Getting 12V power from your trailer plug is an easy way to power up your electrical devices on the road.
Luckily, with a 7 pin connector, your truck is ready to provide constant 12V power. You just need to know how to tap into that power.
This post goes over how you can tap into that power easily. It will go over, step by step, how to get power, including:
- Where is 12V power on your trailer plug
- How to get the connector to work for 12V power
- How to manage your fuse and the safety of an electrical component
Table of Contents
When you look at a wiring diagram for your 7 pin plug, you will see trailer wire for things such as your trailer lights, your trailer brake, and back up lights. All these wires are great for functioning the necessary power to each light or brake controller. But what if you want 12V power you can tap into to do the things needed while working with a tow vehicle?
If you look deeper into the diagram, you will see a red wire, also called a charge wire. This wire provides constant 12V power to your connector from your truck battery. You don’t need to turn on your truck to get power at this wire. As you need 12V power direct from your truck, this charge wire will be the main focus.
To get power, the basic rules of battery power still apply. You will need a positive (charge) and a negative (ground). Since the charge wire is positive, the ground is the next wire we need to find. The ground is a white wire on your wiring and trailer plug. This can be confusing as most truck batteries have the black color as negative or ground. Just remember that it is different for trailer wiring and the white wire is the ground. And the black wire is for your backup lights on a wiring harness.
Look at the photo below to get a sense of where exactly the charge and ground wire are on your connect. The trailer connector noted as number 3 white is your ground location, and the pin noted as 6 red is your charge wire location. As you look to get that 12V power from your truck, these are the wires we want to focus on your 7 pin trailer plug.
Knowing the location of your trailer connector, you can now proceed to get that 12V power from the trailer plug. I suggest you get a separate 7 pin connector and dedicate it to when you need 12V power. There are a couple of options when getting power from your trailer plug. You can either hard wire, meaning a direct connection to whatever you want to power. Or, you can put a 12V socket at the end to plug in 12V accessories.
If you don’t have power at your connector, visit my post on troubleshooting that problem.
How To Wire – Step By Step
Here is a step-by-step guide to wire your connector for 12V power:
- Step 1. Unscrew the set screws holding the wire and plug end in place. These are different size screws, so you will need a couple of different screwdrivers.
- Step 2. Find the charge wire and ground wire pins. Look at the pin diagram above if you need to.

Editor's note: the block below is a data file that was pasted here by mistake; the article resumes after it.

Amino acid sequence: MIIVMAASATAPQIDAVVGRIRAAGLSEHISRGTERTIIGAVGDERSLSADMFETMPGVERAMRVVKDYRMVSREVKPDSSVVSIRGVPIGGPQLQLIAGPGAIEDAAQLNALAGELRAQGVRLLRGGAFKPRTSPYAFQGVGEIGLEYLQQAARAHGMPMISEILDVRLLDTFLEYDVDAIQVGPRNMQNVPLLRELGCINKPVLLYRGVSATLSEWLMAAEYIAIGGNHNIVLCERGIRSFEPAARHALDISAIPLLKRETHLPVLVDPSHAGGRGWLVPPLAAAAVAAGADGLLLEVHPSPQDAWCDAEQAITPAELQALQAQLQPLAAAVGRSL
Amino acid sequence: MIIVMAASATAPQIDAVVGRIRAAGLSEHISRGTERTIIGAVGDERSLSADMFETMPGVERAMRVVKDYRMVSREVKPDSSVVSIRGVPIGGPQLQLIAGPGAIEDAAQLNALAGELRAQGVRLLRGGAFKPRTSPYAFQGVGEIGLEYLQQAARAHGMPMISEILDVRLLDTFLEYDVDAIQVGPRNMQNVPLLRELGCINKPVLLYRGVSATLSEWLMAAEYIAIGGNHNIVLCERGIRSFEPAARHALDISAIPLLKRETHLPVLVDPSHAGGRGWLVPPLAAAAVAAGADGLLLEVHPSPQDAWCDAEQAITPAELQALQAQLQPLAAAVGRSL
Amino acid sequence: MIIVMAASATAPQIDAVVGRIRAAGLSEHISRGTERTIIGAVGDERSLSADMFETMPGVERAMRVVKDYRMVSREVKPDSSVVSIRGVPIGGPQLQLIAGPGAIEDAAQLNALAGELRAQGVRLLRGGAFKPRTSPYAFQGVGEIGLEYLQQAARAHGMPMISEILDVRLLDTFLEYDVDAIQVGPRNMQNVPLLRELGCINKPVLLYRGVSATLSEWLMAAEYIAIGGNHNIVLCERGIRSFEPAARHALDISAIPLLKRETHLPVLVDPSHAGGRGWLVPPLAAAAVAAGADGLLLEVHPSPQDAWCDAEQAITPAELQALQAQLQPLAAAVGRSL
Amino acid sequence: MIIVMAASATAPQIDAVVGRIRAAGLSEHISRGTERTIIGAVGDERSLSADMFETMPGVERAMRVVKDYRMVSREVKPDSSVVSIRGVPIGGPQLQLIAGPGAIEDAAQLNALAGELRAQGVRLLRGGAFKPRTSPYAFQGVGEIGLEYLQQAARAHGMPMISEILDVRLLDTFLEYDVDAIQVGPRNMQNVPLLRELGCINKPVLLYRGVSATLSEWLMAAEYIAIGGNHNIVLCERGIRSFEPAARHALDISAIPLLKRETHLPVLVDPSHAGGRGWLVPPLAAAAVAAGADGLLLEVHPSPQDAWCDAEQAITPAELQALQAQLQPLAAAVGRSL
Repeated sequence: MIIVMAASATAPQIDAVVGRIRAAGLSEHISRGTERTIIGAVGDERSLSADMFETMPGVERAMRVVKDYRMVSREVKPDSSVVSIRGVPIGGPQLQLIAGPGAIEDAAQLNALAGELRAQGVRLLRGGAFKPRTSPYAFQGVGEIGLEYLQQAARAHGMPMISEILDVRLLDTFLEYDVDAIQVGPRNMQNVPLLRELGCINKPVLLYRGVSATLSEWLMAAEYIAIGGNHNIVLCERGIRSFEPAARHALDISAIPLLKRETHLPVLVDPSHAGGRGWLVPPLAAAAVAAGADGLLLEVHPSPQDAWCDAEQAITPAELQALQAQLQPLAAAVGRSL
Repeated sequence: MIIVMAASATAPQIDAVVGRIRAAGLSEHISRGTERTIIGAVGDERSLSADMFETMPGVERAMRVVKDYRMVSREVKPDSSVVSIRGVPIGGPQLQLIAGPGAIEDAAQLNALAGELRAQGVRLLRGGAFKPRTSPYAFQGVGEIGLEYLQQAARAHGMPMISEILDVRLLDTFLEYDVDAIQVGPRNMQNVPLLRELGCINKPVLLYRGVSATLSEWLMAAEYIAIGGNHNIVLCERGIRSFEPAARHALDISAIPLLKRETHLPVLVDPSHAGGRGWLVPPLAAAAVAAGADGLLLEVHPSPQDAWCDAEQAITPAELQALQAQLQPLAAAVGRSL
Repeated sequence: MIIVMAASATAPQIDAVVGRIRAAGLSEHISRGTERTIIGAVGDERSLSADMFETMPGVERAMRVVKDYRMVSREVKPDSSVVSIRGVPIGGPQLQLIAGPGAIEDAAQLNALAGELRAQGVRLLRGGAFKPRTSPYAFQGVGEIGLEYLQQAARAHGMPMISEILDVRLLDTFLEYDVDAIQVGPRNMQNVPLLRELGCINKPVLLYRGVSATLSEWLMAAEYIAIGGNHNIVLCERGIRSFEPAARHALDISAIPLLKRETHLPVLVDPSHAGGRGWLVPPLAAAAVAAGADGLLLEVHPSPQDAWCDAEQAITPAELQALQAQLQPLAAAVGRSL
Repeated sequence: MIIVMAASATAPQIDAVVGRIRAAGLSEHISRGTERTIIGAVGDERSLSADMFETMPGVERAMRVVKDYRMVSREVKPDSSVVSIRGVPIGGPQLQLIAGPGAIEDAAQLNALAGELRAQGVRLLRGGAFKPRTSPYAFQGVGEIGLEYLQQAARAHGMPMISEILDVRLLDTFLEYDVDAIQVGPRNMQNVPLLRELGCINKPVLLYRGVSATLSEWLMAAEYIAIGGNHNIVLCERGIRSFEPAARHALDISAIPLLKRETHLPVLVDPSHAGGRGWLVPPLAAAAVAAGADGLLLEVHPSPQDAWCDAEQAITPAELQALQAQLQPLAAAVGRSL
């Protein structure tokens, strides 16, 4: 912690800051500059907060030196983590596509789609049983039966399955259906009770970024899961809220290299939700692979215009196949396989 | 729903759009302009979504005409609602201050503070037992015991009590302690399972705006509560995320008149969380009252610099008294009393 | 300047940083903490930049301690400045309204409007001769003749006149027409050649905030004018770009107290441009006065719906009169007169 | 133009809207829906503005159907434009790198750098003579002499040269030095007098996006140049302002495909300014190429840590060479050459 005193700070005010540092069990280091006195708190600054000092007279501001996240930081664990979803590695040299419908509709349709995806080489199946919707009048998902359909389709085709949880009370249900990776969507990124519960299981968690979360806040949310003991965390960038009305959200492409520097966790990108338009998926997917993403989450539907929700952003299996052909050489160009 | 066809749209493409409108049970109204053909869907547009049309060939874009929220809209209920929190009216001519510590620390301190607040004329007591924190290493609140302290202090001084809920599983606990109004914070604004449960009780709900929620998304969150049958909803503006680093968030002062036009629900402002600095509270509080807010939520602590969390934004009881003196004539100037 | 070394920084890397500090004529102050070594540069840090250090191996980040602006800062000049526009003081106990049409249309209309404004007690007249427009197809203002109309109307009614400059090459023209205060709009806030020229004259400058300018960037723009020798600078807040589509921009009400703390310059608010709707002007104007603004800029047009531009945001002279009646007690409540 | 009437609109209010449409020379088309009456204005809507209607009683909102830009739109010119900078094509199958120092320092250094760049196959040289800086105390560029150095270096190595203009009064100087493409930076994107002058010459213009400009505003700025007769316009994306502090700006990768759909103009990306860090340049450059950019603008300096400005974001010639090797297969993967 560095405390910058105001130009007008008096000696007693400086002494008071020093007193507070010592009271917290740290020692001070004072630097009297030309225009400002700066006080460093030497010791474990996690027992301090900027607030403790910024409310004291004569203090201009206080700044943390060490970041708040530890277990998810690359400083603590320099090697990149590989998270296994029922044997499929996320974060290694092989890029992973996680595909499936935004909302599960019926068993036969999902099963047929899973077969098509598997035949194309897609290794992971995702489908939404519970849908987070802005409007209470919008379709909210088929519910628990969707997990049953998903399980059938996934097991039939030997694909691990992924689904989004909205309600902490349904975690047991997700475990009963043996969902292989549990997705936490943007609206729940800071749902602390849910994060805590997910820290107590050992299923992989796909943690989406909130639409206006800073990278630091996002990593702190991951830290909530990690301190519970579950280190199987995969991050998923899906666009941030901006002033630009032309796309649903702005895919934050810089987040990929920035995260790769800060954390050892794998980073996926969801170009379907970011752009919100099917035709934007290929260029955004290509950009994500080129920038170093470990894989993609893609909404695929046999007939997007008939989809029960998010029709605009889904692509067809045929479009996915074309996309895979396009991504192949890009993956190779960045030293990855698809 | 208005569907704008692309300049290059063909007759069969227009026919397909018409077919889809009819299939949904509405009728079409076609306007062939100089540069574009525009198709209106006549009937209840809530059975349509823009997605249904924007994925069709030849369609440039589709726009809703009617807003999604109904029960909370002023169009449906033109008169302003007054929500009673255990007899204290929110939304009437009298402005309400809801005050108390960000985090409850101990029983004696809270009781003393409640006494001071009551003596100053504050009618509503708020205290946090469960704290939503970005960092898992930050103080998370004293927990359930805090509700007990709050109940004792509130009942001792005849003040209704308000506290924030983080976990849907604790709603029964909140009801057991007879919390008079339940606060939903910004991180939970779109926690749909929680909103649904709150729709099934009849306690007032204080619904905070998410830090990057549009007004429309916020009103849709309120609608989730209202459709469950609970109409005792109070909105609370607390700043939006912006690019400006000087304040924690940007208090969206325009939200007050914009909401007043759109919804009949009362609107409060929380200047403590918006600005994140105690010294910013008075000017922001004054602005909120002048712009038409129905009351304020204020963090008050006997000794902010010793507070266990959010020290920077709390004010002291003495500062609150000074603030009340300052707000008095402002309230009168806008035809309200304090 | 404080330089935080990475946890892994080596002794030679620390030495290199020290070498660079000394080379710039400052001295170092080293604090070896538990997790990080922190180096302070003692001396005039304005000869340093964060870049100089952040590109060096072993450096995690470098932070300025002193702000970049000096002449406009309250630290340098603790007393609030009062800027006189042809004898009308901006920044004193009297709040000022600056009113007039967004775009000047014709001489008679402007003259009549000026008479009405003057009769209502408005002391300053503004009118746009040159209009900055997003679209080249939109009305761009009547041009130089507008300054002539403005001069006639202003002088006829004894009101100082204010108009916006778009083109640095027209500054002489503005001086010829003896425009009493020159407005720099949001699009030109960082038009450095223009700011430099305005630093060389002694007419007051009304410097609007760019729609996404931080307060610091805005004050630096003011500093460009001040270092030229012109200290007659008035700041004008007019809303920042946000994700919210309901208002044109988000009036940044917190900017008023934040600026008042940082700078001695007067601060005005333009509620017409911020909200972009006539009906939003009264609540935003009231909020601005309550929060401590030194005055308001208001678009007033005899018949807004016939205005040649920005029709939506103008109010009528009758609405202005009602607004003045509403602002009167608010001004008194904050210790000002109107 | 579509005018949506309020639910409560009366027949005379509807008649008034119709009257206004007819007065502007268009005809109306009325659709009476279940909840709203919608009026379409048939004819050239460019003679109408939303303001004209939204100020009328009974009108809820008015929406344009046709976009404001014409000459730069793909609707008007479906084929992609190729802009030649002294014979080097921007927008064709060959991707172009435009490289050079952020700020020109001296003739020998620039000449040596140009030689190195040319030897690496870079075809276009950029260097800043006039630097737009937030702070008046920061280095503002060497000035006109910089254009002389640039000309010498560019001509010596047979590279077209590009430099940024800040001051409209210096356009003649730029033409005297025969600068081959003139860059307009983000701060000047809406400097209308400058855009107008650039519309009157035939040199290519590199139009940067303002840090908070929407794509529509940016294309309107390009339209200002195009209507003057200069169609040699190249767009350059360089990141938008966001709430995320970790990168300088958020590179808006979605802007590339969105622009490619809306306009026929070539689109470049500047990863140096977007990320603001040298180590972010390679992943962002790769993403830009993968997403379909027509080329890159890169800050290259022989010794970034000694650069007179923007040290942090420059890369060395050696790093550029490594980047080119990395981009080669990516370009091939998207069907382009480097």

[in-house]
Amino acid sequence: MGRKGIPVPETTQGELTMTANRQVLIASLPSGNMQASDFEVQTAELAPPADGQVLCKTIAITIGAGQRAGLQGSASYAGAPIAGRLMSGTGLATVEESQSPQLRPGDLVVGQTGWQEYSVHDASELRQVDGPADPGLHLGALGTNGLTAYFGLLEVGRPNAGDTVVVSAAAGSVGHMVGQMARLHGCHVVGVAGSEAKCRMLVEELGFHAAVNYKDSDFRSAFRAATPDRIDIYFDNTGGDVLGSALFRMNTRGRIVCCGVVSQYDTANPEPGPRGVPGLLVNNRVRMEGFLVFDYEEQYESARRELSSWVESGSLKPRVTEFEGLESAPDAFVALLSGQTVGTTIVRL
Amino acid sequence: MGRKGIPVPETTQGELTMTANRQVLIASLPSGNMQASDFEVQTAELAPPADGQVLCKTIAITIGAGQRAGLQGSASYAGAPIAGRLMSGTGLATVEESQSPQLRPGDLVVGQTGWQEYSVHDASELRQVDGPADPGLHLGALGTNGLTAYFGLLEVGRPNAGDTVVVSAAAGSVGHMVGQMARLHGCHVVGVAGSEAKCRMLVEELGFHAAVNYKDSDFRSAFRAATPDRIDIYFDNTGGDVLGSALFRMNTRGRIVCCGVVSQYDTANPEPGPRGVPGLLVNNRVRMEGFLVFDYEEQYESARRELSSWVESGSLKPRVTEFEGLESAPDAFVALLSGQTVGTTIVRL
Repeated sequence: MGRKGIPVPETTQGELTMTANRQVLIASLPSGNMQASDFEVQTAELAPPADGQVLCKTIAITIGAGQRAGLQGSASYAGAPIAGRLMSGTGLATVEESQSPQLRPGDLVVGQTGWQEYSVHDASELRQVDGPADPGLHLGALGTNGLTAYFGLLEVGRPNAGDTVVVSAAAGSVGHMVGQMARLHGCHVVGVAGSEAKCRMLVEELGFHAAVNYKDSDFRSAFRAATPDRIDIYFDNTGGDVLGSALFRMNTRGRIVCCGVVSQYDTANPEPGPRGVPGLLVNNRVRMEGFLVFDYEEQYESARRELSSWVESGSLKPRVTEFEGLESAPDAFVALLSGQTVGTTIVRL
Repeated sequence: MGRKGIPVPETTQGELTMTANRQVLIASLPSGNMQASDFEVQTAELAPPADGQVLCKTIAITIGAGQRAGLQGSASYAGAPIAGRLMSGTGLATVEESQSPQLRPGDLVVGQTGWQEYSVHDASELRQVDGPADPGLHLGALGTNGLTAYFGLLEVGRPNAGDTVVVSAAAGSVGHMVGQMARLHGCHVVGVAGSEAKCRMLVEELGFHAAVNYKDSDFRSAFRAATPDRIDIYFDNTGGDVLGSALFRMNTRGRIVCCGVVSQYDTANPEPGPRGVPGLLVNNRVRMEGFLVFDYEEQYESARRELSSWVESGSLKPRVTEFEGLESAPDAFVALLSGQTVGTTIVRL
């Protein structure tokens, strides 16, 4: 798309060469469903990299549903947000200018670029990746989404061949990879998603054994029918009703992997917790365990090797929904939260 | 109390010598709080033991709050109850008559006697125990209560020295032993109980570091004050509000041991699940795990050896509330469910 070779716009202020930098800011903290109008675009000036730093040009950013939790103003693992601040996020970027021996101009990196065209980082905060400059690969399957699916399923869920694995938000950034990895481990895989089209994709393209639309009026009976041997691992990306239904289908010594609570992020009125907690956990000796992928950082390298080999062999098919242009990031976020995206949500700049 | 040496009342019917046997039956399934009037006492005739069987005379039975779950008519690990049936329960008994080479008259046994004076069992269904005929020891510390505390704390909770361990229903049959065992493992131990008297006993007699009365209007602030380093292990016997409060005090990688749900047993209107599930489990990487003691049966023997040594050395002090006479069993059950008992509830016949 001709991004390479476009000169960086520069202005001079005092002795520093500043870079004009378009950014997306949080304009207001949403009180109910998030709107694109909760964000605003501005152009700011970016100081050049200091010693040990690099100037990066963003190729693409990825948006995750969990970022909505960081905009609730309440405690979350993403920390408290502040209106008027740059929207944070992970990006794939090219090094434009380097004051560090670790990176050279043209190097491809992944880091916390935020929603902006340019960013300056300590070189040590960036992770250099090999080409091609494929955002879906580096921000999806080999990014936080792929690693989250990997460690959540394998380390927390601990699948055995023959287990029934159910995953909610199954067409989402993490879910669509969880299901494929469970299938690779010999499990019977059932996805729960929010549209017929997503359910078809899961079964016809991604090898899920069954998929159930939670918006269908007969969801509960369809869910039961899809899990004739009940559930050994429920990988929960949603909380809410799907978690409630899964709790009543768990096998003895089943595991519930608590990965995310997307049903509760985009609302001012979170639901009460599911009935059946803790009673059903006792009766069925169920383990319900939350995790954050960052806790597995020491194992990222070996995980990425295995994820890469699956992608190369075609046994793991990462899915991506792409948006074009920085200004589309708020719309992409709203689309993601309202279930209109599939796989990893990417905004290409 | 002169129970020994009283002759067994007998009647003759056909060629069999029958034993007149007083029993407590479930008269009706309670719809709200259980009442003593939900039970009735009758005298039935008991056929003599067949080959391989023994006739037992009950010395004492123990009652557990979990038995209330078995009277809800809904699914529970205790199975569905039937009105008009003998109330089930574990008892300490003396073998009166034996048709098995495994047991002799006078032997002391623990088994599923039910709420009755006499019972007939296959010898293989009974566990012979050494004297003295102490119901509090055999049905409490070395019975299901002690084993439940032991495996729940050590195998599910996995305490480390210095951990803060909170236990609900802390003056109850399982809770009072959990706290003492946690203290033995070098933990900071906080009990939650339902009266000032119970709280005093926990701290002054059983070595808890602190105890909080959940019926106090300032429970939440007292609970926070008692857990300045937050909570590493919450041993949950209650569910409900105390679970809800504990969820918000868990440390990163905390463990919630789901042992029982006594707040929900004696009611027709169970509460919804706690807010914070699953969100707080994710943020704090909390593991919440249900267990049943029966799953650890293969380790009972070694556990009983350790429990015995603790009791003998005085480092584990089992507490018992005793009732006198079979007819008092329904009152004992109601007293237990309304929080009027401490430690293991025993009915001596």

- Step 3. Connect one wire to the charge wire location and one to the ground location. Make sure to use a thicker gauge wire. Depending on what you are powering, you can generate heat in the wire if it is not thick enough. Also, the wire length is a factor. The longer the run of wire, the thicker it needs to be.
- Step 4. Resecure the plug and wire set screw to the connector.
- Step 5. Put on a 12V plug end or wire the power you want.
They also make a pre-wired Trailer connector to 12V socket. You can also buy one, cut the 12V socket off, and hardwire your electrical components.
Another thing to consider when using your trailer plug for power is to add a fuse. Your truck likely has a fuse for your auxiliary power at the connector. And if you exceed the amp rating of that fuse, it will blow a fuse, and you won’t be able to get power from your trailer connector until you replace it.
If you are going only to power small electrical appliances, you should be OK with just having the truck fuse. However, if you are going to power some hefty components, such as a winch or a power inverter, I suggest the following:
- Step 1. Go to your tow vehicle and open up the fuse box. You should see the relays and fuses for the truck. If you can’t locate it, look at the fuse panel, which is usually labeled.
- Step 2. Check the AMP rating of the fuse. This could be 10 or 20 amp fuse. Compare that with your power requirements on what you plan to plug in.
- Step 3. If your component to power is over 75% of the rated fuse (for example, your fuse 10 amps and what you want to connect is 8 amps), I suggest you add an inline fuse to your trailer plug. Add the same amp fuse as your truck fuse.
Adding an inline fuse to your 12V trailer plug will help in a few ways. The first is that replacing it will be easier since it is not under the hood and in a fuse panel. Secondly, if there is an issue, the fuse closest to the electrical component will burn out, and you can check more quicker. And lastly, if you use your tow vehicle trailer plug for other things, such as towing a travel trailer, the fuse will still be good, and you can plug in other trailer connectors and still have power. You can even charge your trailer battery from your 7 pin.
With the right trailer plug and knowing which wires to connect to, you can easily get 12V power from your trailer. You can safely power any 12V device you like by checking on your fuse and staying below max amps. Lastly, if you use your truck battery for power, you can drain a battery fairly quickly. If you have a large power-consuming device plugged in, you may want to keep your vehicle running, so the battery doesn’t drain.
Tony is an avid camper and RV traveler. He fell in love with camping on his first RV trip with his wife over 25 years ago. Tony loves sharing lessons learned and tips about RV maintenance and safe traveling.